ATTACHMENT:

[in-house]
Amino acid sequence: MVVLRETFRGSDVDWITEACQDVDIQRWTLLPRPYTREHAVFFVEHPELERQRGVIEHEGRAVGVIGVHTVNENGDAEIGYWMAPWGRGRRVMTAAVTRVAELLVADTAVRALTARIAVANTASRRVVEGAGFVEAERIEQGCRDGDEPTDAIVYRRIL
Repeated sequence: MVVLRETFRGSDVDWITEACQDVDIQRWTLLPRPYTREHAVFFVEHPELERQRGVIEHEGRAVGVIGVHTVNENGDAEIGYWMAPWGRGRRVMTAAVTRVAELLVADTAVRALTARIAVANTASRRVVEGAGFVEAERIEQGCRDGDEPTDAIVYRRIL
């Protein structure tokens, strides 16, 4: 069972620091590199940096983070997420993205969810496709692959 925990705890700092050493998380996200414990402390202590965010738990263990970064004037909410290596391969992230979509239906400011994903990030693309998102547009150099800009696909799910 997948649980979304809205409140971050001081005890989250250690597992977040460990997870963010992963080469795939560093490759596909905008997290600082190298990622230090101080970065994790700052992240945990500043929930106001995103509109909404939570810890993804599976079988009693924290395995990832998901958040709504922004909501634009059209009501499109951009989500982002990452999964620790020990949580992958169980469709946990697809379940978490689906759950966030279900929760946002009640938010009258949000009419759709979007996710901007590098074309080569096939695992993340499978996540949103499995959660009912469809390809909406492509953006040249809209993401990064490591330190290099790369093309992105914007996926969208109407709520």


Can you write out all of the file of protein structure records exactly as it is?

[in-house]
Amino acid sequence: MVVLRETFRGSDVDWITEACQDVDIQRWTLLPRPYTREHAVFFVEHPELERQRGVIEHEGRAVGVIGVHTVNENGDAEIGYWMAPWGRGRRVMTAAVTRVAELLVADTAVRALTARIAVANTASRRVVEGAGFVEAERIEQGCRDGDEPTDAIVYRRIL
Repeated sequence: MVVLRETFRGSDVDWITEACQDVDIQRWTLLPRPYTREHAVFFVEHPELERQRGVIEHEGRAVGVIGVHTVNENGDAEIGYWMAPWGRGRRVMTAAVTRVAELLVADTAVRALTARIAVANTASRRVVEGAGFVEAERIEQGCRDGDEPTDAIVYRRIL
């Protein structure tokens, strides 16, 4: 069972620091590199940096983070997420993205969810496709692959 925990705890700092050493998380996200414990402390202590965010738990263990970064004037909410290596391969992230979509239906400011994903990030693309998102547009150099800009696909799910 997948649980979304809205409140971050001081005890989250250690597992977040460990997870963010992963080469795939560093490759596909905008997290600082190298990622230090101080970065994790700052992240945990500043929930106001995103509109909404939570810890993804599976079988009693924290395995990832998901958040709504922004909501634009059209009501499109951009989500982002990452999964620790020990949580992958169980469709946990697809379940978490689906759950966030279900929760946002009640938010009258949000009419759709979007996710901007590098074309080569096939695992993340499978996540949103499995959660009912469809390809909406492509953006040249809209993401990064490591330190290099790369093309992105914007996926969208109407709520």